"Prominent energy centers at MIT, Stanford, and Columbia may be biased toward natural gas because of funding, a new study says."
"Journalists like me often seek out academics for comment and insight on stories related to the energy transition, since these professors have often done in-depth research into various fuel sources and their impacts. The hope is that these sources are relatively unbiased; their loyalty is to the data. But a study published Thursday in Nature Climate Change found that prominent energy policy centers at top-tier universities that are funded by the fossil fuel industry may produce content more favorable to dirty energy than other, similar centers. This is concerning, because it’s not just journalists who seek the council of these academics—it’s policymakers, too.
“Reports by fossil-funded [centers] are more favorable towards natural gas than towards renewable energy, while centers less dependent on fossil fuel industry funding show a pro-renewable energy preference,” Anna Papp, a PhD student in Sustainable Development at Columbia University and one of the authors of the paper, told Earther in an email.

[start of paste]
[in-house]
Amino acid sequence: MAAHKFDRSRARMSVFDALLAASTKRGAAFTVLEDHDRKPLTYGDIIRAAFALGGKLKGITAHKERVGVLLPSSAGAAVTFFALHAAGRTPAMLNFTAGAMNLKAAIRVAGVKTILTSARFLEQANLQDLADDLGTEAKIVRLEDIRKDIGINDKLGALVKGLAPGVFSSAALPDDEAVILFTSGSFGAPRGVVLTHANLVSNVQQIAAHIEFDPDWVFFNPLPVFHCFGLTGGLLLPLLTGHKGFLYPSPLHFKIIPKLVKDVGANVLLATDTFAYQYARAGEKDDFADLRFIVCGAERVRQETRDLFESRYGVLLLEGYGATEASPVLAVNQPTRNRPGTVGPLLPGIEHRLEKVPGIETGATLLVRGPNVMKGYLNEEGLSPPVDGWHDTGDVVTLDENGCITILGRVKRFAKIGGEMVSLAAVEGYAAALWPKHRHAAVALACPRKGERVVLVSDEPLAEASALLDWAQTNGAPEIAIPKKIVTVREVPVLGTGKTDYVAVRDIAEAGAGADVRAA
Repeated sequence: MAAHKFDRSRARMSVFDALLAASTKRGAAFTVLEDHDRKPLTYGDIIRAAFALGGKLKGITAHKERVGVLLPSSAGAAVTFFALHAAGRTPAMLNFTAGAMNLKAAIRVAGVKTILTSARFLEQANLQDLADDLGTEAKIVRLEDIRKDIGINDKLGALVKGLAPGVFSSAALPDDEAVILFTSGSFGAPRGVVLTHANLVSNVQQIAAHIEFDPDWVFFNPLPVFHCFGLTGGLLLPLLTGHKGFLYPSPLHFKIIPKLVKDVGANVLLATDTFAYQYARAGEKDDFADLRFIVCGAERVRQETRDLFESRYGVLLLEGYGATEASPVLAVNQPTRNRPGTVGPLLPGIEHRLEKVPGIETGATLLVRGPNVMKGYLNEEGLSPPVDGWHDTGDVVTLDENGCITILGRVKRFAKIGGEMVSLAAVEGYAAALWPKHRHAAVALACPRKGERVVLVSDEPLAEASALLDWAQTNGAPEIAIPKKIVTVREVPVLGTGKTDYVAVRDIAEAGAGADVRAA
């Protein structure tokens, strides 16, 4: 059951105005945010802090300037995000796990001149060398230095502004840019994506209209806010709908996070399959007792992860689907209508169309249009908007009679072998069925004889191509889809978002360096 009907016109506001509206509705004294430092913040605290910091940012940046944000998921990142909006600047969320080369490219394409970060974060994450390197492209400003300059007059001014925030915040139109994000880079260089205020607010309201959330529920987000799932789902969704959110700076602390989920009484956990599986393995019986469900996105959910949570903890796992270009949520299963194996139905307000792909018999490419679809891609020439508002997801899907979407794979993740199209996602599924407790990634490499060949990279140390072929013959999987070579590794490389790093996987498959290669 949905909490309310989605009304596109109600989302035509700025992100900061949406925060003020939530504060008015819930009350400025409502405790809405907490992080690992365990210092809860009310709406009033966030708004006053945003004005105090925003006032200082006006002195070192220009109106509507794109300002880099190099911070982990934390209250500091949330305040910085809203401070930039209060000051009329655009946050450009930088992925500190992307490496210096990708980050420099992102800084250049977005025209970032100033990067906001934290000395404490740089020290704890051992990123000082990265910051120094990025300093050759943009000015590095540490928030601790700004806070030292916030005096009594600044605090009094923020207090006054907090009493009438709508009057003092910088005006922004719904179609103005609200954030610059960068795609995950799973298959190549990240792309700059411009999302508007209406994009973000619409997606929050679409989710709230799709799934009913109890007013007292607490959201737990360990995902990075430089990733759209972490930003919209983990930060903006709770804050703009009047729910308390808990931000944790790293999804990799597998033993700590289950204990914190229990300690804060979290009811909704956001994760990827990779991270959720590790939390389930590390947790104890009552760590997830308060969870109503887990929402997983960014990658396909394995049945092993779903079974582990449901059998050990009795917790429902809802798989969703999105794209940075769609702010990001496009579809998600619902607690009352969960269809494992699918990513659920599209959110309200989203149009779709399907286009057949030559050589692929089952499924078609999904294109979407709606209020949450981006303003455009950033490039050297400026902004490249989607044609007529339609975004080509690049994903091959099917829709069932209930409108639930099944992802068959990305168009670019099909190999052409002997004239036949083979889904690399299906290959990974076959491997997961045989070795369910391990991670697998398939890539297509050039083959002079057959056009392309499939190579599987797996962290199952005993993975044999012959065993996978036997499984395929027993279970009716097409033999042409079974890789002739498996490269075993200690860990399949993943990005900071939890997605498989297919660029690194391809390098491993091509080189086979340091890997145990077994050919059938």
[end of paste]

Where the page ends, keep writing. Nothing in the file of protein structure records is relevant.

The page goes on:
Academic centers focused on energy research have become an increasingly respected and important voice in energy policy conversations, as the U.S. and the world begin grinding the gears on the energy transition. Representatives from places like Columbia’s Center on Global Energy Policy and MIT’s Energy Initiative have testified in Congress and are often featured on television as experts; some of their reports have even been the subject of their own Congressional hearings. But several of the most prominent academic think tanks working on energy issues also have significant funding from the fossil fuel industry. Columbia’s Center on Global Energy Policy, for instance, lists its financial partnerships on its website, which include big fossil fuel names like BP, ConocoPhillips, ExxonMobil, Chevron, and Occidental Petroleum. (Full disclosure: While I was employed at a PR firm between 2014 and 2016, Columbia University’s Center on Global Energy Policy was a client; I worked on some of their press needs and materials.) What’s more, much of the research and whitepapers produced by these centers does not undergo the peer review process that a scientific paper may receive."